Beyond that, however, it seems that there is a stigma surrounding abuse of Jewish women, creating shanda, or shame, regarding being the victim of abuse. Women may be hesitant to come forward because they believe “Jews are not supposed to be victims of abuse” and fear being ostracized in the community, or simply not believed. Abuse has hardly come up in Jewish forums, so our culture has failed to send the message that women should feel comfortable coming forward and being honest. In fact, Shalom Bayit, one of the few mitzvot dedicated to women, sends quite the opposite message. Shalon Bayit refers to Peace in the Home, the Jewish woman’s “pride and joy” according to tradition. This expectation that a woman create the ideal home to family, education, and love may prevent a woman from seeing it as socially acceptable to “shatter” that image by being honest about an abusive situation.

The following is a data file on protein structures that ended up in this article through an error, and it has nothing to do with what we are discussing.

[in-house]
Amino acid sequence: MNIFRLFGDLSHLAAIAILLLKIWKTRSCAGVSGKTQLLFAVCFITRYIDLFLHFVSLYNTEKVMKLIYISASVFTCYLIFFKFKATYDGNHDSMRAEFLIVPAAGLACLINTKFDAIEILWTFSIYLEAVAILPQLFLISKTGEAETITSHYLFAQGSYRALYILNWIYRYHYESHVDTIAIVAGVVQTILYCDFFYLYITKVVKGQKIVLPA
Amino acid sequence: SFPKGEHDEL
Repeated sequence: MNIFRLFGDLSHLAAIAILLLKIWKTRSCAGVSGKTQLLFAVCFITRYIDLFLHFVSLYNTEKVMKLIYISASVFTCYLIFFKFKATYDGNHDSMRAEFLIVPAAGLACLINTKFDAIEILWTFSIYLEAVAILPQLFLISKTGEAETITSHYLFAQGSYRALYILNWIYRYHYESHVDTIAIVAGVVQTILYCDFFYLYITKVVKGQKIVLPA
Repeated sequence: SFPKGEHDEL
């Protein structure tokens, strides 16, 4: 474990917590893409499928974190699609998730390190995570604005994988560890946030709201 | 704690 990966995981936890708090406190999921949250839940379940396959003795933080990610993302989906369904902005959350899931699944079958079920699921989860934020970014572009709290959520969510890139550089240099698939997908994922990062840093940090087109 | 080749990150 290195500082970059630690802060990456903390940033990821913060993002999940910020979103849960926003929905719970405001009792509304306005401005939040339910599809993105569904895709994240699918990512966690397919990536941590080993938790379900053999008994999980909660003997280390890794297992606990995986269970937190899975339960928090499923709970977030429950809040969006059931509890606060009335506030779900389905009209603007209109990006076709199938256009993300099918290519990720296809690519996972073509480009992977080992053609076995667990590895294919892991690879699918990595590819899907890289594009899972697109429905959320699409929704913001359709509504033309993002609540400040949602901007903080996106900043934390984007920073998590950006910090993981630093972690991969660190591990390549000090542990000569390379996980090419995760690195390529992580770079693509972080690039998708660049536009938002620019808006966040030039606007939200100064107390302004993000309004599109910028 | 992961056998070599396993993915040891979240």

Some in the Jewish community are fighting domestic abuse. The public outcry over Friedman’s treatment of his wife—including efforts to pressure his boss, Congressman Dave Camp of Michigan, to intervene—proves that the issue is coming to the fore. And the Jewish Coalition Against Domestic Abuse, based outside of Washington, DC, works to eliminate the issue’s shroud of secrecy. It is our duty to look beyond what is easiest to believe and find the truth. Friedman and Epstein’s case demonstrates the absolute necessity of this kind of critical thinking. And once we see that the tragic truth stems in part from our own cultural creation, we can move towards bringing about a norm of justice, and true Shalom Bayit that is far more worthwhile than the illusion currently masking the need for meaningful cultural change.